Landscaping with Edible Plants
Recognizing that some common landscape plants offer food for the table and that many food plants have practical and aesthetic landscape value can double the benefits of gardening, said a University of Illinois Extension horticulture educator.
Historically plants that provided food for the family dinner table were the primary plants around the home.
“Historically plants that provided food for the family dinner table were the primary plants around the home,” said Barbara Bates. “Today, most urban dwellers think in terms of low maintenance, beauty, screening for privacy and noise, and energy efficiency when they choose plants for their landscape.
“Many plants that offer functionality and aesthetic appeal also offer interesting, tasty, healthful food.”
A popular landscape plant for year-round landscape interest is Amelanchier or Serviceberry.
“It is an understory tree or large multi-stem shrub, with showy white flowers that precede the foliage in early spring,” said Bates. “Fall color ranges from red to golden. Sweet blue-black berries ripen in June and are so delicious birds may beat you to them if you are not quick. The berries make an excellent pie.
“There are several species of Amelanchier, each with its own unique habits. A. alnifolia is a native species with a shrubby habit while A. arborea has tree form. Native Americans used the berries of Amelanchier in pemmican.”
Viburnums are a large family of plants that offer multiple seasons of interest with showy flowers, attractive fruits, and colorful fall foliage. Many of the species are known for their fragrance. For eating, Bates recommended planting the native species V. prunifolium or Blackhaw.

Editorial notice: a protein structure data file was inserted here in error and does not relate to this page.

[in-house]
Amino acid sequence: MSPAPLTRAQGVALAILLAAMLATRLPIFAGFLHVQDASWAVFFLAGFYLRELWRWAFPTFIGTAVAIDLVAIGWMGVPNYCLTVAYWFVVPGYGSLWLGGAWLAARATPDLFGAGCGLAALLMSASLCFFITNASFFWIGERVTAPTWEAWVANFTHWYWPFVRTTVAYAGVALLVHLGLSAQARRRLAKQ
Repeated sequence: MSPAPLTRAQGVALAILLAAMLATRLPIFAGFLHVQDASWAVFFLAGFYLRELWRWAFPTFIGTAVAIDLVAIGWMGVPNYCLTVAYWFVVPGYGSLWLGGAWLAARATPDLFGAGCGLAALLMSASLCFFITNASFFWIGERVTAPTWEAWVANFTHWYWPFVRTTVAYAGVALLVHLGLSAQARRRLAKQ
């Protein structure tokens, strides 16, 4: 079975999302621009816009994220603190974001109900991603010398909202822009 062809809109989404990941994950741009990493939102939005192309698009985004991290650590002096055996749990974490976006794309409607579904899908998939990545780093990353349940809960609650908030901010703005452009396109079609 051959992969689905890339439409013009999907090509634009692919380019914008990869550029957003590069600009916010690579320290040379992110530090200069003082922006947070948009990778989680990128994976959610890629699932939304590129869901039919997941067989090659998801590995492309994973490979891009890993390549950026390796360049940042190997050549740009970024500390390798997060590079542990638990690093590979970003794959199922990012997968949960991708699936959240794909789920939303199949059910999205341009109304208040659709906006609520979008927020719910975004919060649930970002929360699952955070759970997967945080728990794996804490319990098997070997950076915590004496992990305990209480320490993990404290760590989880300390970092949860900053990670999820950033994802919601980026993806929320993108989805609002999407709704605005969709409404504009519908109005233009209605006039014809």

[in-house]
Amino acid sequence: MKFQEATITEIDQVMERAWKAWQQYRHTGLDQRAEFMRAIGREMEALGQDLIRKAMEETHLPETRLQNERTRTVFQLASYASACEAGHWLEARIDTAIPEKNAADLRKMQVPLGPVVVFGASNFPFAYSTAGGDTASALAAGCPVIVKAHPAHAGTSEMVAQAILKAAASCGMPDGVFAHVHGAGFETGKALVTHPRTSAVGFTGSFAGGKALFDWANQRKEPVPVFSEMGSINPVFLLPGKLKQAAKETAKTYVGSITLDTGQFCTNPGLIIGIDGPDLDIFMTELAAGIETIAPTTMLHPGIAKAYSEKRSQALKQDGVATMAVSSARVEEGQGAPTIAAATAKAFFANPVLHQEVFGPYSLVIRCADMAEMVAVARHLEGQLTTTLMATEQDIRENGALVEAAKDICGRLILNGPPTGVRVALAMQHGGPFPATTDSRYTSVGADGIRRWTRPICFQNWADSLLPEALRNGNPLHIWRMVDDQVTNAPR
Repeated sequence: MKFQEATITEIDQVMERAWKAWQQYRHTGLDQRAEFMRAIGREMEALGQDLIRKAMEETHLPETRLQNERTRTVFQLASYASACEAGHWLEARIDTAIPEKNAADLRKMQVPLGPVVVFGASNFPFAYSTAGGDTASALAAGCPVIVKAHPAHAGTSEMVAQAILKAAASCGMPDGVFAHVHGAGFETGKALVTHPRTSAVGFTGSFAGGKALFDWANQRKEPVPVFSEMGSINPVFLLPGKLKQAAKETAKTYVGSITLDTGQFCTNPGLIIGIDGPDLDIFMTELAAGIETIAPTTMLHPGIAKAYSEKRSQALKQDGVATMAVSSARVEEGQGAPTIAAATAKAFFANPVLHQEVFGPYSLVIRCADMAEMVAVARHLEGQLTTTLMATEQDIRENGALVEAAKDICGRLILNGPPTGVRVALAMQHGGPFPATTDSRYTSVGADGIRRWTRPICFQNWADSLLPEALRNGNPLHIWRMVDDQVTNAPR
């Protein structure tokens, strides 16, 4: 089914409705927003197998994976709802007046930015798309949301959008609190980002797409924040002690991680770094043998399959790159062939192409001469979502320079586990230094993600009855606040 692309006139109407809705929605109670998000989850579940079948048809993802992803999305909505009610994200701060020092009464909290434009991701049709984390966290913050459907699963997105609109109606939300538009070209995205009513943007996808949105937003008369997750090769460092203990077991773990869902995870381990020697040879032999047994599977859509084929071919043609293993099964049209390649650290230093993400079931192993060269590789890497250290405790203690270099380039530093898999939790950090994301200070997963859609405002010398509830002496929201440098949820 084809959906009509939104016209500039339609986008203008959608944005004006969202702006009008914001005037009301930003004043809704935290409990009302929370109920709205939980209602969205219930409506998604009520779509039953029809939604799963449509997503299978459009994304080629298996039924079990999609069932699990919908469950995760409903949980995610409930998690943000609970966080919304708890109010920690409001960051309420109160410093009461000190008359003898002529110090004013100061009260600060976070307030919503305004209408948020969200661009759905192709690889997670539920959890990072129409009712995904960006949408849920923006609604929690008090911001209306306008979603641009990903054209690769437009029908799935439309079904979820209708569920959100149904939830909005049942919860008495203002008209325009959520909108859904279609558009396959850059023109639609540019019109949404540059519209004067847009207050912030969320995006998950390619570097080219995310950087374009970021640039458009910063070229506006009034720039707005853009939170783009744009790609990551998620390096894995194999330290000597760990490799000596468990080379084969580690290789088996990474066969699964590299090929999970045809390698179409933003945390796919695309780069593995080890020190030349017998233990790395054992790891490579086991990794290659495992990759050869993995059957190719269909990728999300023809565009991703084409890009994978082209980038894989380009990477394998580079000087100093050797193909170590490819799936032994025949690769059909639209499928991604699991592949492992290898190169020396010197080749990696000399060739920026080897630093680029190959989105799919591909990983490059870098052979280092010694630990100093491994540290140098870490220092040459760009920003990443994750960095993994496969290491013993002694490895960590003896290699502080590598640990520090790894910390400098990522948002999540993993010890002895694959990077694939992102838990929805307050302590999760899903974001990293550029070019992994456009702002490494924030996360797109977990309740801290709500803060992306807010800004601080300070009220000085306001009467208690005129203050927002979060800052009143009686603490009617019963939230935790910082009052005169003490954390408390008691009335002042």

“The purple-black fruits ripen in fall and are tasty eaten right off the plant or made into jams and jellies,” she said. “Another native, American cranberry bush--V. trilobum, has bright red, edible fruits in the fall.”
If edible flowers are of interest, Bates recommended Rose of Sharon (Hibiscus syriacus) (right). It is an easy-to-grow, sun and drought-tolerant plant yielding masses of nutty-flavored blooms in late summer.
“Traditional fruit trees such as pear, peach, plum, and apple should not be overlooked as landscape plants,” she added. “Their form and bloom in the landscape is seasonally attractive. Rather than separate them into a home orchard, integrate them into borders and hedges.
“Dwarf varieties, many of which have mature heights of less than 15 feet, can be effectively used as foundation or patio plantings. Remember that these plants need full sun for best fruit production, are pollinated by insects--including bees, and may require more than one plant for pollination. Look for self-pollinated types when purchasing. Once planted with food production in mind, failure to harvest fruit can create a messy landscape that will attract birds, squirrels, and yellow jackets if not cleaned up.”
Vines such as grapes (Vitis sp.) and kiwi (Actinidia sp.) can solve aesthetic challenges in narrow vertical spaces, or serve to provide shade in arbors, while producing fruit at the same time.
“Kiwi (left) is a dioecious plant, which means you will need to plant both a male and a female plant for pollen to generate fruit production,” said Bates. “Actinidia arguta and A. kolomikta are hardy in the Midwest, but are not the taste equivalent to A. deliciosa, the tropical fruit available at the supermarket. Hardy kiwis are better sources of vitamin C than oranges and are high in potassium content.
“They can be mixed in salads and with other fruits.”
Grapes, she added, need to be cut back severely each winter, and thinned to two main branches with five to seven growing points for best fruit production the following year. Espaliered apples and pears can serve a similar purpose, but annual training and pruning can be a chore and limit fruit production.